The great key, both the young man and his father emphasize, was for Verónica to accept what was so difficult for any mother. It cost her (the boy too) horrors, but she knew her son could have a chance As an athlete, he knew that the boy longed for him and that being with his father, a former player, full time, could help him in that search for the dream.

The plan was successful in two ways: it strengthened the father-son relationship that for years had been sustained by mail or sporadically by phone and led the kid to the University of Kentucky, one of the most prestigious in the United States when it comes to basketball.

It took him one year in the Wildcats for, despite being the sixth man on the team, to win the election in the 13th place in the draft by Phoenix. Nor was that easy, although progress from college to the NBA seems like a truism: He went from playing in the -maybe- best of all to being part of the worst team on the big stage in 2015.

The Godfather

Determination was something Booker carried with him, and He let Kobe Bryant know the first time he had him in front of him, in a match in March 2016, when the Mamba was already heading for retirement: in his first 1 against 1, the kid he threw the crack a fade away, legendary stepping back throw.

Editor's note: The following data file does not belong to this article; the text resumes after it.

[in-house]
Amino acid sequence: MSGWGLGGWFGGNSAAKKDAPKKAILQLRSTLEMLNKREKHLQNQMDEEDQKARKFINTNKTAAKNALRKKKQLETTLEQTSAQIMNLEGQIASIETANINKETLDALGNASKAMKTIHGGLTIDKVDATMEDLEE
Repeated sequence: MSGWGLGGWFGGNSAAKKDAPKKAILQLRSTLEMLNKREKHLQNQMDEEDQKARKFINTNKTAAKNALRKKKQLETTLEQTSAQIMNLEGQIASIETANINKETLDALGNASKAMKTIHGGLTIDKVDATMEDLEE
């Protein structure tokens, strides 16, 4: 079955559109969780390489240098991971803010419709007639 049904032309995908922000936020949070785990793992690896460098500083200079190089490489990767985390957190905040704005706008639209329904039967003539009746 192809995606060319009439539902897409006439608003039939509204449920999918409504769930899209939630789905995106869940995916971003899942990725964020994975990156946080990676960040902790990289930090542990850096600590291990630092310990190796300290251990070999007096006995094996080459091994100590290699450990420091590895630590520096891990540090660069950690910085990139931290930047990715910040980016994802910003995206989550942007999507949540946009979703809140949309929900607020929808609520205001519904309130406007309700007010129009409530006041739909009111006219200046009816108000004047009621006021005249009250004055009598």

At the time, Bryant didn’t say anything. But at the end of the game he faced it. Booker didn’t know what to expect. “You know what? I did the same to Michael Jordan the first time I faced him.”, Kobe blurted out, who invited him to his locker room. They ended up talking for 20 minutes -the kid thought it would be 2 or 3-, the Los Angeles Lakers He gave him his phone number and signed the match program and the shoes.

The sneakers that Kobe Bryant signed to Devin Booker after his first game against in the NBA.  Instagram photo

The sneakers that Kobe Bryant signed to Devin Booker after his first game against in the NBA. Instagram photo

“For the young man!” He wrote in one of them. In the other, meanwhile, he left another message: “For Book. Be legendary“. There goes Booker, five years later, ready to fulfill that request. When on Sunday night the Suns face Milwaukee in game 3 of the finals (from 21 in Argentina), the kid will try to stay one step away of the glory that Bryant knew so well.

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  4. Irresistible madness: Ibai Llanos exploded with joy with the title of ArgentinaThe Andes (Mendoza)
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Tianjin Haihe Media Group presents an extraordinary story about a TCM specialist and his battle against COVID-19 in that country

Tianjin Haihe Media Group presents an extraordinary story about a TCM specialist and his battle against COVID-19 in that country Tianjin Haihe Media Group presents an extraordinary story about a TCM specialist and his battle against COVID- 19 in that country

PR Newswire

TIANJIN, China, July 5, 2021

TIANJIN, China, July 5, 2021 / PRNewswire / – Zhang Boli, director of Tianjin University of Traditional Chinese Medicine, China, was awarded the national honorary title “the People’s Hero” by the Chinese central government due to for his outstanding contribution to the country in the fight against the COVID-19 pandemic.

The decision was made to recognize individuals who have made outstanding contributions in the fight and to further their dedication and other noble qualities.